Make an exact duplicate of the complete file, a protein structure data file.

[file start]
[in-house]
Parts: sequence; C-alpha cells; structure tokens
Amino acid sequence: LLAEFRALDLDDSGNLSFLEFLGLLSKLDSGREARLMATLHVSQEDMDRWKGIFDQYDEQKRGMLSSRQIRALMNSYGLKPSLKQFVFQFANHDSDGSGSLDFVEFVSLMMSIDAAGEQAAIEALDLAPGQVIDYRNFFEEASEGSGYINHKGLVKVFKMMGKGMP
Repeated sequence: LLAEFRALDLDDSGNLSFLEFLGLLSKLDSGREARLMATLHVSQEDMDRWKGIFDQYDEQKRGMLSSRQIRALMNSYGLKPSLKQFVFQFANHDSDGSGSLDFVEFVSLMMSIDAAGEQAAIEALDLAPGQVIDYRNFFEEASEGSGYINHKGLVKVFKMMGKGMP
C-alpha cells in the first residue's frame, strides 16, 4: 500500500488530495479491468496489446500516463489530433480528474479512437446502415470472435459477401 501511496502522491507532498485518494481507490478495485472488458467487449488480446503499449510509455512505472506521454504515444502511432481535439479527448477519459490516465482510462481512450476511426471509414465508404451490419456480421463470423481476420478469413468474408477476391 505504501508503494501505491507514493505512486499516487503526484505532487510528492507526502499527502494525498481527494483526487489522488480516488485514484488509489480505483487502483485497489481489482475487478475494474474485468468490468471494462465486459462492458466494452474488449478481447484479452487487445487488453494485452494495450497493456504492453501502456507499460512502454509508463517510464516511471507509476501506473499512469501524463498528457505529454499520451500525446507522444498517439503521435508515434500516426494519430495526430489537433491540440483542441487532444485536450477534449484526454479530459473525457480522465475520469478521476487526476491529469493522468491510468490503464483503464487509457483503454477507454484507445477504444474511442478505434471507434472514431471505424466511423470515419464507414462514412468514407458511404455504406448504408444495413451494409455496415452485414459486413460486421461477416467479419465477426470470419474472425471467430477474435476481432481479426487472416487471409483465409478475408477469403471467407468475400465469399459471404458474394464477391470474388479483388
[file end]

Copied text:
[in-house]
Parts: sequence; C-alpha cells; structure tokens
Amino acid sequence: LLAEFRALDLDDSGNLSFLEFLGLLSKLDSGREARLMATLHVSQEDMDRWKGIFDQYDEQKRGMLSSRQIRALMNSYGLKPSLKQFVFQFANHDSDGSGSLDFVEFVSLMMSIDAAGEQAAIEALDLAPGQVIDYRNFFEEASEGSGYINHKGLVKVFKMMGKGMP
Repeated sequence: LLAEFRALDLDDSGNLSFLEFLGLLSKLDSGREARLMATLHVSQEDMDRWKGIFDQYDEQKRGMLSSRQIRALMNSYGLKPSLKQFVFQFANHDSDGSGSLDFVEFVSLMMSIDAAGEQAAIEALDLAPGQVIDYRNFFEEASEGSGYINHKGLVKVFKMMGKGMP
C-alpha cells in the first residue's frame, strides 16, 4: 500500500488530495479491468496489446500516463489530433480528474479512437446502415470472435459477401 501511496502522491507532498485518494481507490478495485472488458467487449488480446503499449510509455512505472506521454504515444502511432481535439479527448477519459490516465482510462481512450476511426471509414465508404451490419456480421463470423481476420478469413468474408477476391 505504501508503494501505491507514493505512486499516487503526484505532487510528492507526502499527502494525498481527494483526487489522488480516488485514484488509489480505483487502483485497489481489482475487478475494474474485468468490468471494462465486459462492458466494452474488449478481447484479452487487445487488453494485452494495450497493456504492453501502456507499460512502454509508463517510464516511471507509476501506473499512469501524463498528457505529454499520451500525446507522444498517439503521435508515434500516426494519430495526430489537433491540440483542441487532444485536450477534449484526454479530459473525457480522465475520469478521476487526476491529469493522468491510468490503464483503464487509457483503454477507454484507445477504444474511442478505434471507434472514431471505424466511423470515419464507414462514412468514407458511404455504406448504408444495413451494409455496415452485414459486413460486421461477416467479419465477426470470419474472425471467430477474435476481432481479426487472416487471409483465409478475408477469403471467407468475400465469399459471404458474394464477391470474388479483388